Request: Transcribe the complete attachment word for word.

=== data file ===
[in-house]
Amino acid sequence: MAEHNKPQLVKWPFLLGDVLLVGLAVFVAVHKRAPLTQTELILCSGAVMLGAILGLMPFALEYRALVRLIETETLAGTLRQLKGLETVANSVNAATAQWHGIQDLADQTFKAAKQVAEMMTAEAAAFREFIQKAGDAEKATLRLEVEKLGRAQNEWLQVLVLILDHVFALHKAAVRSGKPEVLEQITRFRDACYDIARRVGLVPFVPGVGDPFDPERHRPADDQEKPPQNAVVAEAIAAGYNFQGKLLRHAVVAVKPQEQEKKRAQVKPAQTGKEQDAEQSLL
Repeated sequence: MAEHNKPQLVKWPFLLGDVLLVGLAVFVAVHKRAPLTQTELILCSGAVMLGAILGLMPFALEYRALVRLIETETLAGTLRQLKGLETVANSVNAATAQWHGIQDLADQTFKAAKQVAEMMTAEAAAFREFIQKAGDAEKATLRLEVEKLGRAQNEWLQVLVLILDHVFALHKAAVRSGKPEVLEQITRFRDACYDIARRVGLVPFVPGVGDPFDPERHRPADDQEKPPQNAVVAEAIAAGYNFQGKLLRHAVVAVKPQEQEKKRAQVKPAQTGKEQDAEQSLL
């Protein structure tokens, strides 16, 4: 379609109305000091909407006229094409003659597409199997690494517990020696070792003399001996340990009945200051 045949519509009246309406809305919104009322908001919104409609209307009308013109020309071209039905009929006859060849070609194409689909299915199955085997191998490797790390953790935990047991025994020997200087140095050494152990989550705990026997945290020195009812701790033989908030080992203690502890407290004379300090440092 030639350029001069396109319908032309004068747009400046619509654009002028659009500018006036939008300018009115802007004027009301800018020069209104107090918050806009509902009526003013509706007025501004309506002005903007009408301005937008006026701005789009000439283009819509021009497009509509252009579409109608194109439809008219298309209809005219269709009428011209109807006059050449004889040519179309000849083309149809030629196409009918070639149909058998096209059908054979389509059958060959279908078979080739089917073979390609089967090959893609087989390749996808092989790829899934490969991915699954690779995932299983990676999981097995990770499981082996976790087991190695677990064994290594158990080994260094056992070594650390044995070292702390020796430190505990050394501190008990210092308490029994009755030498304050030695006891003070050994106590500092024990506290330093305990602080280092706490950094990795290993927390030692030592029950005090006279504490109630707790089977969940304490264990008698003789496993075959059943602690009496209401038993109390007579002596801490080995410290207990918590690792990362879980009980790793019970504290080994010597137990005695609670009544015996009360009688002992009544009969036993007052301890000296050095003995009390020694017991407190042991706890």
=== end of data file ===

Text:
[in-house]
Amino acid sequence: MAEHNKPQLVKWPFLLGDVLLVGLAVFVAVHKRAPLTQTELILCSGAVMLGAILGLMPFALEYRALVRLIETETLAGTLRQLKGLETVANSVNAATAQWHGIQDLADQTFKAAKQVAEMMTAEAAAFREFIQKAGDAEKATLRLEVEKLGRAQNEWLQVLVLILDHVFALHKAAVRSGKPEVLEQITRFRDACYDIARRVGLVPFVPGVGDPFDPERHRPADDQEKPPQNAVVAEAIAAGYNFQGKLLRHAVVAVKPQEQEKKRAQVKPAQTGKEQDAEQSLL
Repeated sequence: MAEHNKPQLVKWPFLLGDVLLVGLAVFVAVHKRAPLTQTELILCSGAVMLGAILGLMPFALEYRALVRLIETETLAGTLRQLKGLETVANSVNAATAQWHGIQDLADQTFKAAKQVAEMMTAEAAAFREFIQKAGDAEKATLRLEVEKLGRAQNEWLQVLVLILDHVFALHKAAVRSGKPEVLEQITRFRDACYDIARRVGLVPFVPGVGDPFDPERHRPADDQEKPPQNAVVAEAIAAGYNFQGKLLRHAVVAVKPQEQEKKRAQVKPAQTGKEQDAEQSLL
């Protein structure tokens, strides 16, 4: 379609109305000091909407006229094409003659597409199997690494517990020696070792003399001996340990009945200051 045949519509009246309406809305919104009322908001919104409609209307009308013109020309071209039905009929006859060849070609194409689909299915199955085997191998490797790390953790935990047991025994020997200087140095050494152990989550705990026997945290020195009812701790033989908030080992203690502890407290004379300090440092 030639350029001069396109319908032309004068747009400046619509654009002028659009500018006036939008300018009115802007004027009301800018020069209104107090918050806009509902009526003013509706007025501004309506002005903007009408301005937008006026701005789009000439283009819509021009497009509509252009579409109608194109439809008219298309209809005219269709009428011209109807006059050449004889040519179309000849083309149809030629196409009918070639149909058998096209059908054979389509059958060959279908078979080739089917073979390609089967090959893609087989390749996808092989790829899934490969991915699954690779995932299983990676999981097995990770499981082996976790087991190695677990064994290594158990080994260094056992070594650390044995070292702390020796430190505990050394501190008990210092308490029994009755030498304050030695006891003070050994106590500092024990506290330093305990602080280092706490950094990795290993927390030692030592029950005090006279504490109630707790089977969940304490264990008698003789496993075959059943602690009496209401038993109390007579002596801490080995410290207990918590690792990362879980009980790793019970504290080994010597137990005695609670009544015996009360009688002992009544009969036993007052301890000296050095003995009390020694017991407190042991706890």